Differences in Cardiotoxicity between Black and White Women with HER2-Positive Breast Cancer

Differences in Cardiotoxicity between Black and White Women with HER2-Positive Breast Cancer

Take-Home Message:

Black women who receive targeted human epidermal growth factor receptor-2 (HER2) therapy for breast cancer may be more prone to cardiotoxic side effects, leading to early cessation of therapy. This may account, in part, for the poorer prognosis of breast cancer black women.

Racial Disparities in the Rate of Cardiotoxicity of HER2-Targeted Therapies Among Women With Early Breast Cancer

Authors: Litvak, A. et. al.
Source: Cancer doi: 10.1002/cncr.31260

Women with HER2-positive breast cancer have significantly improved survival when they are treated the HER2-targeted therapy. Trastuzumab and pertuzumab may be used in preoperative (neoadjuvant) or postoperative (adjuvant) settings. These therapies do have side effects of cardiotoxicity. The cardiac muscle may dysfunction, leading to reduce left ventricular ejection fraction. Most cases of dysfunction are asymptomatic and resolve when therapy is discontinued. Other factors for the dysfunction include anthracycline chemotherapy, (another treatment associated with cardiac dysfunction), older patient age, history of cardiac dysfunction, hypertension and obesity. The investigators note that some studies have evaluated differences in cardiac function between black and white women, which suggested that the former group had increased risk of dysfunction. However, the number of black women participating in the studies were small.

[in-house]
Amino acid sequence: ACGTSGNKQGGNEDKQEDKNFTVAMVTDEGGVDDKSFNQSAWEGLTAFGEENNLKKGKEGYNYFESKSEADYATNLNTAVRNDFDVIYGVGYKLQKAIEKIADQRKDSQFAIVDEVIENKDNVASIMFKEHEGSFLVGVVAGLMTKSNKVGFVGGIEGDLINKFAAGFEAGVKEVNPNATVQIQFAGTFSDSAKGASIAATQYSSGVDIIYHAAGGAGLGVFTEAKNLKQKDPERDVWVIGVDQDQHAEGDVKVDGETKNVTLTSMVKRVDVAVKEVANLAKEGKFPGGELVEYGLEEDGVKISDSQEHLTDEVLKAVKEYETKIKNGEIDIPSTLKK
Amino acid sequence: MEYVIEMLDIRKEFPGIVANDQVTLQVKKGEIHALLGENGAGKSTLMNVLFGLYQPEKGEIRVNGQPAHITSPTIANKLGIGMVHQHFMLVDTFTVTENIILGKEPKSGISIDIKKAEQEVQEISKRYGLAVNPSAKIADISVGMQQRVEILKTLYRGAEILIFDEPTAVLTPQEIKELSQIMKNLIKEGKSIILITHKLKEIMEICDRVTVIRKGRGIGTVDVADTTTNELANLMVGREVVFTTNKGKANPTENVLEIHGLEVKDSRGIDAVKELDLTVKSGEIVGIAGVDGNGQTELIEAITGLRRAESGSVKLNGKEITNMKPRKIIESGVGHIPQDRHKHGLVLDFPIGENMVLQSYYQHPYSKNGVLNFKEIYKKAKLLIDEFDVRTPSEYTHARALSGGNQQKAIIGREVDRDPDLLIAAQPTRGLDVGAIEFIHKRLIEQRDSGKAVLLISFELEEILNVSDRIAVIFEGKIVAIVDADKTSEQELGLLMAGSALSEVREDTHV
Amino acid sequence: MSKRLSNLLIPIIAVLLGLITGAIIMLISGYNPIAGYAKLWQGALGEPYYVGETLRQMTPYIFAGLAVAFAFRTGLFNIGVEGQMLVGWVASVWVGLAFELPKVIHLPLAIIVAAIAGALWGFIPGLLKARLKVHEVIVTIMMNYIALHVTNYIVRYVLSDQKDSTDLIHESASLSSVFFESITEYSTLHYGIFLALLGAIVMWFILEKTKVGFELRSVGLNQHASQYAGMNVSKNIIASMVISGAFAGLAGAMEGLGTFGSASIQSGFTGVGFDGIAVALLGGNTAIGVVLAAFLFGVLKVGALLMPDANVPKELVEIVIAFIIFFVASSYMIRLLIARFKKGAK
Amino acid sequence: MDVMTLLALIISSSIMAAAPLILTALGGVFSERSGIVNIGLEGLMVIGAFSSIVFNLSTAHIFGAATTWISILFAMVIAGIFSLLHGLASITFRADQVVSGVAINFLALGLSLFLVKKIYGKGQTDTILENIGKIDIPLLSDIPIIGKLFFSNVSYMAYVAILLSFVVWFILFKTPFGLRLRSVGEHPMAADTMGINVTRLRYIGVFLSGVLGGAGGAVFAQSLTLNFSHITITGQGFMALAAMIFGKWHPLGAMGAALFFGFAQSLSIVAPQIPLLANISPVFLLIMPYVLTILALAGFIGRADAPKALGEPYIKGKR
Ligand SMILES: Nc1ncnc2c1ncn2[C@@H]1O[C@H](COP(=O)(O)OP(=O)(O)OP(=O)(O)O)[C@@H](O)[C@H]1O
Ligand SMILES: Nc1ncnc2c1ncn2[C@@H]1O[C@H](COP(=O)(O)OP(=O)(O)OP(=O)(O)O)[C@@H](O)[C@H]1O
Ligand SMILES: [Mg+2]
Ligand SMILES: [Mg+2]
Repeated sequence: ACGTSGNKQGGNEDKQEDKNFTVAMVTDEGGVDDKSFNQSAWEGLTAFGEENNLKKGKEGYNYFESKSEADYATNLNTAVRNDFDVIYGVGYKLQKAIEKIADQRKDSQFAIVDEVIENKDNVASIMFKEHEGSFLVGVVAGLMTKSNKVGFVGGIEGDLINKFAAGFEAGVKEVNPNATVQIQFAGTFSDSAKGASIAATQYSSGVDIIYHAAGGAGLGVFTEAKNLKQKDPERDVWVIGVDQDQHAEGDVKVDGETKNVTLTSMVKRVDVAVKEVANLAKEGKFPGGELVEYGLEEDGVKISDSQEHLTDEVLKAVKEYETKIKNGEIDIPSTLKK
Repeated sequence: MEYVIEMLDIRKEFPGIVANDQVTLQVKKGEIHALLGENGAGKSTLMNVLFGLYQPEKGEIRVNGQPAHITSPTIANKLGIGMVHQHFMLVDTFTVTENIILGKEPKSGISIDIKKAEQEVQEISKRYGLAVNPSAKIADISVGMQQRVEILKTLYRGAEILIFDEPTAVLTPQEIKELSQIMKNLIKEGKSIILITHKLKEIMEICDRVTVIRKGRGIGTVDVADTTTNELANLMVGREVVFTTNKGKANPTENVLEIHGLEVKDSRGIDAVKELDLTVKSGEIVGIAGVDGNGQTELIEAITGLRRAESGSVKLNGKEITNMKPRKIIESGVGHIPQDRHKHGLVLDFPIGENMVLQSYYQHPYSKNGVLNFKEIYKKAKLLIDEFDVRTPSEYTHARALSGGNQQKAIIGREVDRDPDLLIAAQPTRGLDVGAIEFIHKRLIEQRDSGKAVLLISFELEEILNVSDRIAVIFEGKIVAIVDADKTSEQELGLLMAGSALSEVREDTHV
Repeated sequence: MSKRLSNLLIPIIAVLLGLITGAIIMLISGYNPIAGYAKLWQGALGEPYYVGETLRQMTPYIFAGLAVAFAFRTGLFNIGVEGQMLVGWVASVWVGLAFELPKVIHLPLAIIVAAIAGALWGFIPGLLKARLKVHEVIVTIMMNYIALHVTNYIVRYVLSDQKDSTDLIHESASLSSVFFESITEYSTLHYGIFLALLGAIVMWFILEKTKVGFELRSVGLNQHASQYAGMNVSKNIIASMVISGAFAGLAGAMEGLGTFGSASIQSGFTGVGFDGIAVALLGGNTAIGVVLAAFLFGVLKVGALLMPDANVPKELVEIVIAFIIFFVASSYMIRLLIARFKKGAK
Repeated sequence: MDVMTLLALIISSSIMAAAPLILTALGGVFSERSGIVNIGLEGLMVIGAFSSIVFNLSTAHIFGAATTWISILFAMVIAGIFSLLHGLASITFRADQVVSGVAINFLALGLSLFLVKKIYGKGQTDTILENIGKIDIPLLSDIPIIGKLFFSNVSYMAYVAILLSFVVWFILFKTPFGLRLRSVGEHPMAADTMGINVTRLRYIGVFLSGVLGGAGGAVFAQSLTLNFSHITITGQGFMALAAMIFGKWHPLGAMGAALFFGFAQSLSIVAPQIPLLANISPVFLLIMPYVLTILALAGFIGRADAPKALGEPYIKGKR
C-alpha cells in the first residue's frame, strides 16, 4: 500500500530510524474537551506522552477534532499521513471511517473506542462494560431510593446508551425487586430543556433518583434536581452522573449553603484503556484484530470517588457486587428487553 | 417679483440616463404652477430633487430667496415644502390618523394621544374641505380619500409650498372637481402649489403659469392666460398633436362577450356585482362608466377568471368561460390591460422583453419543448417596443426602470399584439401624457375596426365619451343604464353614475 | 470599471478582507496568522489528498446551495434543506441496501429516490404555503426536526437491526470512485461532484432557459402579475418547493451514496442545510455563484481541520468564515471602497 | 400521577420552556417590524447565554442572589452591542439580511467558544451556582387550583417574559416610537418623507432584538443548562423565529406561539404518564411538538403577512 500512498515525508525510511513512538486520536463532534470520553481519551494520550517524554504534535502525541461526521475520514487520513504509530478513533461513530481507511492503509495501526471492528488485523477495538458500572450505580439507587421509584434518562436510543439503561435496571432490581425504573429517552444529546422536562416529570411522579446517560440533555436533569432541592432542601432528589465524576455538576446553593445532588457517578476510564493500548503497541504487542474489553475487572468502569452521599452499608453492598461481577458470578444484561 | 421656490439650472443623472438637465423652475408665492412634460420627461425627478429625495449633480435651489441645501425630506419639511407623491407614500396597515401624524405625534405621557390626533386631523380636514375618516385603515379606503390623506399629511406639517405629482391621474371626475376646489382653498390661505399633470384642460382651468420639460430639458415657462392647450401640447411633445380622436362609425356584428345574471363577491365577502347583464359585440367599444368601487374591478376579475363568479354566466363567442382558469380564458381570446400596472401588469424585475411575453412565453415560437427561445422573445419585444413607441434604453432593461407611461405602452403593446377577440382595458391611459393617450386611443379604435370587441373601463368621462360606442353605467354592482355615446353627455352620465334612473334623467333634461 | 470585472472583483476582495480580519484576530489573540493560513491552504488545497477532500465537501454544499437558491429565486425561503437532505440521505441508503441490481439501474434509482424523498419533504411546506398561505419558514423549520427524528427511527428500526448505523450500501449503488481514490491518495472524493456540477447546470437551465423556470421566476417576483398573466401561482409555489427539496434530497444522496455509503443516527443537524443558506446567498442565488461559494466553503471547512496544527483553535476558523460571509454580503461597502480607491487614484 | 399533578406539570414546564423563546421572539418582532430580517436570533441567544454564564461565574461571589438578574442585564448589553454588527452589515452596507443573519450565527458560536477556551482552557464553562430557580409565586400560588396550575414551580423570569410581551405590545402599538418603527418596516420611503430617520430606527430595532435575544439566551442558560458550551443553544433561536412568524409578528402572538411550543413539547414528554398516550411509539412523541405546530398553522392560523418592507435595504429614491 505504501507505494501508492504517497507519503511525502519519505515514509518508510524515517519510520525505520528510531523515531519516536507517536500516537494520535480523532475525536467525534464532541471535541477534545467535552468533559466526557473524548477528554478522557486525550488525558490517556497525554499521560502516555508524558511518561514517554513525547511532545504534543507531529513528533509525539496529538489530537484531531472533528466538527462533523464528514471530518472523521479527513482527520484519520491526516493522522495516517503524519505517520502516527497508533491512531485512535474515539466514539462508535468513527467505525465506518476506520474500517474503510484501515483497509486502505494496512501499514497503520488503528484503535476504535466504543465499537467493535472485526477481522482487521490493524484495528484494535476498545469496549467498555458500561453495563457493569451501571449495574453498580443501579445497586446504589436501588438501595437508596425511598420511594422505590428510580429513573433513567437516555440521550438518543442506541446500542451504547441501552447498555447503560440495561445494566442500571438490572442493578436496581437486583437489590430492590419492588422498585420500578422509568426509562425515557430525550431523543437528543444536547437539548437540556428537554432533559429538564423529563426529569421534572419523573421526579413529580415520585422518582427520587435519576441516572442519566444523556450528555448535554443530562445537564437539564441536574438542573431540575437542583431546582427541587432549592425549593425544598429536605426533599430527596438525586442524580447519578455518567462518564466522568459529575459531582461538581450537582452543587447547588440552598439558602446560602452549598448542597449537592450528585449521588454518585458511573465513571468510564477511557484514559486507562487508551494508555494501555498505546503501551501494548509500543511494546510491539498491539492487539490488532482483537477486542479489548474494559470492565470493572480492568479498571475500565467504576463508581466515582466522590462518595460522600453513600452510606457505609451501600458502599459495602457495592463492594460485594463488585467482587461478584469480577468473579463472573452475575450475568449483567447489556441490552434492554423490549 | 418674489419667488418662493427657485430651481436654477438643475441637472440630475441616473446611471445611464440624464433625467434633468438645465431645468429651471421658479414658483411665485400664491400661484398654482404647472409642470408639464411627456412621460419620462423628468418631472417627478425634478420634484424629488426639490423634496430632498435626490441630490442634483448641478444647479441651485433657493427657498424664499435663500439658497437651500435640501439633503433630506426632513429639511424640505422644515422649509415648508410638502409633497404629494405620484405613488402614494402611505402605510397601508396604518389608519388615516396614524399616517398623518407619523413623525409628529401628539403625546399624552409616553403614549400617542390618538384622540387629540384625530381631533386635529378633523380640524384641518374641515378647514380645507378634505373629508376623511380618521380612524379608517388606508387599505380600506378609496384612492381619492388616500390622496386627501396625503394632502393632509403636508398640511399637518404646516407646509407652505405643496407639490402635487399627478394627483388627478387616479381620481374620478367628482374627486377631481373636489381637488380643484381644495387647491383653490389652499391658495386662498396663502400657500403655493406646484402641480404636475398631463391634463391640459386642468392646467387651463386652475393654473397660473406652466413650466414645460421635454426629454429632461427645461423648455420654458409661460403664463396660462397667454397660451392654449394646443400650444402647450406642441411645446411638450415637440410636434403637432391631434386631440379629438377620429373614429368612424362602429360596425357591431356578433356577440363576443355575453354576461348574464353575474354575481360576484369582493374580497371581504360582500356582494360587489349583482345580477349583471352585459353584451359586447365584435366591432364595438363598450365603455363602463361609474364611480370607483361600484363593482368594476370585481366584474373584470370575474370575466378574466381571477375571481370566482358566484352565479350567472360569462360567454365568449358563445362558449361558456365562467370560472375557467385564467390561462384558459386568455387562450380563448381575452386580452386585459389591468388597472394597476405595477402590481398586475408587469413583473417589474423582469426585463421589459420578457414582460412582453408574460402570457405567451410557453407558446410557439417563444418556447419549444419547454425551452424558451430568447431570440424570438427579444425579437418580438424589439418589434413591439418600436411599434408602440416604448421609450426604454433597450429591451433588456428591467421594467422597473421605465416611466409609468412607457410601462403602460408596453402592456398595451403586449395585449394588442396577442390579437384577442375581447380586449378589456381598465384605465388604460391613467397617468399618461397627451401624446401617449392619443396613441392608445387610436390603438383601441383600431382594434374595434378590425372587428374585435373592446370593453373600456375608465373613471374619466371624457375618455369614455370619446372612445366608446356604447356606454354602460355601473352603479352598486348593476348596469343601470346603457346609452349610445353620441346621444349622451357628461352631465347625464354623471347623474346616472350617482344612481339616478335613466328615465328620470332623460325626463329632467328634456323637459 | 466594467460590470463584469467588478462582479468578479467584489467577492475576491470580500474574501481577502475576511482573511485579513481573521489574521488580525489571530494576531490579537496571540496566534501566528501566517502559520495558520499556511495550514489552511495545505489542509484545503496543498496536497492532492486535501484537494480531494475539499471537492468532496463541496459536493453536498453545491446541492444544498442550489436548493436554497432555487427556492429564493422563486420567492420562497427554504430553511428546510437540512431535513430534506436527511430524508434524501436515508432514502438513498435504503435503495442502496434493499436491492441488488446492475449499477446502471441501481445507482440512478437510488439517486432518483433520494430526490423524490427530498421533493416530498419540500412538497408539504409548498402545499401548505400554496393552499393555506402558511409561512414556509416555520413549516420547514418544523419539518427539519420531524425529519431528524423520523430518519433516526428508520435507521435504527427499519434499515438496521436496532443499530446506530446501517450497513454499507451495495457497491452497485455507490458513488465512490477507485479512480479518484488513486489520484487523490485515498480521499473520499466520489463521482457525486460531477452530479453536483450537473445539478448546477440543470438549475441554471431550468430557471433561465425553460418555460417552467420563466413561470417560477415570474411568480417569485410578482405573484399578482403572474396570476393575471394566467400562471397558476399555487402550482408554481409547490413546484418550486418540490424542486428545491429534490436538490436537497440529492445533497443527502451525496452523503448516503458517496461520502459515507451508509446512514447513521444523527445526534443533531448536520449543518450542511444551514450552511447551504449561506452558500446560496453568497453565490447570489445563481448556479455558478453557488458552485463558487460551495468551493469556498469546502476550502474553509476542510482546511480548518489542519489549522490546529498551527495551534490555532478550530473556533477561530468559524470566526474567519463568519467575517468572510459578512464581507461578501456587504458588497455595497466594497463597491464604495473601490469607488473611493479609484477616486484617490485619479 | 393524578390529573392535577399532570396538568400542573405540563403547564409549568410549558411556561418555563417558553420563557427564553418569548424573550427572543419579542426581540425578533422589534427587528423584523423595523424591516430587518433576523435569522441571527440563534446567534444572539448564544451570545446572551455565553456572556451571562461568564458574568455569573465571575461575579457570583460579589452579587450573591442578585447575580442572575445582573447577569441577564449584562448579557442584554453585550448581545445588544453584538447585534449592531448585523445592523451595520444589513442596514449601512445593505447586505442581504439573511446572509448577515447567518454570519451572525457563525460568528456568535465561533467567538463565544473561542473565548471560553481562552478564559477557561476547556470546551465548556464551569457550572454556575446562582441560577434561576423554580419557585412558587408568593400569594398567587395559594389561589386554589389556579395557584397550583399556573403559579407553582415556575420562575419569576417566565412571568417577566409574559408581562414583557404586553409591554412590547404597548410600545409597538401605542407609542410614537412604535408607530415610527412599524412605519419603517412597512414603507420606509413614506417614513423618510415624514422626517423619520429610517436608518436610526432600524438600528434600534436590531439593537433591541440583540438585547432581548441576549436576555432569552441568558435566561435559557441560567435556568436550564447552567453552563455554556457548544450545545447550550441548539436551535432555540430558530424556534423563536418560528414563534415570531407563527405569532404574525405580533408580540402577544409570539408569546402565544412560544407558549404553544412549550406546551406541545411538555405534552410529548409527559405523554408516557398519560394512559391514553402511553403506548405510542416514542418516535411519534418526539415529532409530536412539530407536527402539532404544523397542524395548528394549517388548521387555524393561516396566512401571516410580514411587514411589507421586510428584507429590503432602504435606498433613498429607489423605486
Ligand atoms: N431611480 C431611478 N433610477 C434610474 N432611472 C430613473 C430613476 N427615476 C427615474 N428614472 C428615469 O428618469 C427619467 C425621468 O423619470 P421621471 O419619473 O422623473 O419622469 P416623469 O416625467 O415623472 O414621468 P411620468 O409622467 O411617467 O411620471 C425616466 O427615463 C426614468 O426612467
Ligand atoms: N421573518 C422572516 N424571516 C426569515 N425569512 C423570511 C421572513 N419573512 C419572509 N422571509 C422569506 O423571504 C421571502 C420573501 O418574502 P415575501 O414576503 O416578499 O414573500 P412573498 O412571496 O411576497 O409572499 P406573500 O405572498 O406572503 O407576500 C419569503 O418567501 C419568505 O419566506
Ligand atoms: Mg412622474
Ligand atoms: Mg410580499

This project evaluated women with stages I-III HER2-postive breast cancer who received targeted therapy between 2005 and 2015. Cardiac events and overall outcomes were assessed.

Just over 200 women were included; 59 were black and 157 were white. The black women had higher rates of cardiovascular risk factors such as a smoking history, diabetes, hypertension and hyperlipidemia.

The risk of cardiotoxicity was much higher for black women than for white women, and this difference was statistically significant. When controlling for age, cancer stage, cardiovascular risk factors and anthracycline therapy, race was a significant predictor of cardiotoxicity. A much larger number of black women stopped HER2-targeted therapy because of cardiotoxicity. Investigators did find that the black women had worse overall survival compared to the white women, but noted that this may have been due to multiple factors and not cessation of HER2-targeted therapy.

While this study found that race predicted cardiotoxicity when other factors were equal, the investigators still note that the differences in this study could have been due to a greater prevalence of cardiovascular risk factors among the black participants. They also mention that genetics may play a role for some individuals.

While this study was retrospective and had a small sample size, the findings are consistent with prior studies. Further investigation is needed into the effects of HER2-targeted therapy among black women with breast cancer. The researchers recommend taking specific efforts to include women of color in future breast cancer treatment trials.